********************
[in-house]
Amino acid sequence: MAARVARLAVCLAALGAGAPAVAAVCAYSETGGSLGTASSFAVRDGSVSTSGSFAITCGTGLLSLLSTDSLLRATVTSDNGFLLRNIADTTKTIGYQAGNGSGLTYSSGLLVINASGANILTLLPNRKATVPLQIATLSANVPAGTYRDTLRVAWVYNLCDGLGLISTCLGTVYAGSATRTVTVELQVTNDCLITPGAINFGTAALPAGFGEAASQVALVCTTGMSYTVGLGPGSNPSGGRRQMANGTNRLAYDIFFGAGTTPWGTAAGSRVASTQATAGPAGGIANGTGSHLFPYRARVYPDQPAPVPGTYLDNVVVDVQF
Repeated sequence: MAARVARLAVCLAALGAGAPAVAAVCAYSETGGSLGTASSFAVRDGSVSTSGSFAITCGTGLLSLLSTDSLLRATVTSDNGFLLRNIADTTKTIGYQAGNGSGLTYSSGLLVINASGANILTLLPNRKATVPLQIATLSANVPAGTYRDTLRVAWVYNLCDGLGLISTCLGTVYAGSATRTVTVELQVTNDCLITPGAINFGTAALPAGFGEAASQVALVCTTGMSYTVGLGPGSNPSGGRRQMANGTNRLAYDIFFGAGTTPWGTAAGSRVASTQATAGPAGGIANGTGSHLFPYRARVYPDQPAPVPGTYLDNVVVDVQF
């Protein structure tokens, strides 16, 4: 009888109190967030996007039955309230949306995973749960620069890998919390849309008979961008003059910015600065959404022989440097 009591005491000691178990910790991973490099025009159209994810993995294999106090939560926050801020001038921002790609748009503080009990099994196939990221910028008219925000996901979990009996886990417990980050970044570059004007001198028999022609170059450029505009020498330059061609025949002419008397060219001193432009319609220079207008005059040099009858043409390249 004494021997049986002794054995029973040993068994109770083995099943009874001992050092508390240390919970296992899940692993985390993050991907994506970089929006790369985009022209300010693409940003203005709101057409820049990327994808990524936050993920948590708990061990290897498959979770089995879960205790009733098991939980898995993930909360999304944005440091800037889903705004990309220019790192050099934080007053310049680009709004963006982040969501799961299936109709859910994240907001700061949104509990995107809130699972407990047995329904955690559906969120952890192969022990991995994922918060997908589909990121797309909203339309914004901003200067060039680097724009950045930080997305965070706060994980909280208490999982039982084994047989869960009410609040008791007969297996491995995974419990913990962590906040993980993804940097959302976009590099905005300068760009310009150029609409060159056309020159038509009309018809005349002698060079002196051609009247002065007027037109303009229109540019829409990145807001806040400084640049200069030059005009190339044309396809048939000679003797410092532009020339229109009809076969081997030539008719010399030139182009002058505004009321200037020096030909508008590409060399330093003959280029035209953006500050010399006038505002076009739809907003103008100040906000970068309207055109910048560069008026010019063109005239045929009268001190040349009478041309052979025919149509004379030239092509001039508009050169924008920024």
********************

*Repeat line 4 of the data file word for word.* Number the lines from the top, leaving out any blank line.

């Protein structure tokens, strides 16, 4: 009888109190967030996007039955309230949306995973749960620069890998919390849309008979961008003059910015600065959404022989440097 009591005491000691178990910790991973490099025009159209994810993995294999106090939560926050801020001038921002790609748009503080009990099994196939990221910028008219925000996901979990009996886990417990980050970044570059004007001198028999022609170059450029505009020498330059061609025949002419008397060219001193432009319609220079207008005059040099009858043409390249 004494021997049986002794054995029973040993068994109770083995099943009874001992050092508390240390919970296992899940692993985390993050991907994506970089929006790369985009022209300010693409940003203005709101057409820049990327994808990524936050993920948590708990061990290897498959979770089995879960205790009733098991939980898995993930909360999304944005440091800037889903705004990309220019790192050099934080007053310049680009709004963006982040969501799961299936109709859910994240907001700061949104509990995107809130699972407990047995329904955690559906969120952890192969022990991995994922918060997908589909990121797309909203339309914004901003200067060039680097724009950045930080997305965070706060994980909280208490999982039982084994047989869960009410609040008791007969297996491995995974419990913990962590906040993980993804940097959302976009590099905005300068760009310009150029609409060159056309020159038509009309018809005349002698060079002196051609009247002065007027037109303009229109540019829409990145807001806040400084640049200069030059005009190339044309396809048939000679003797410092532009020339229109009809076969081997030539008719010399030139182009002058505004009321200037020096030909508008590409060399330093003959280029035209953006500050010399006038505002076009739809907003103008100040906000970068309207055109910048560069008026010019063109005239045929009268001190040349009478041309052979025919149509004379030239092509001039508009050169924008920024």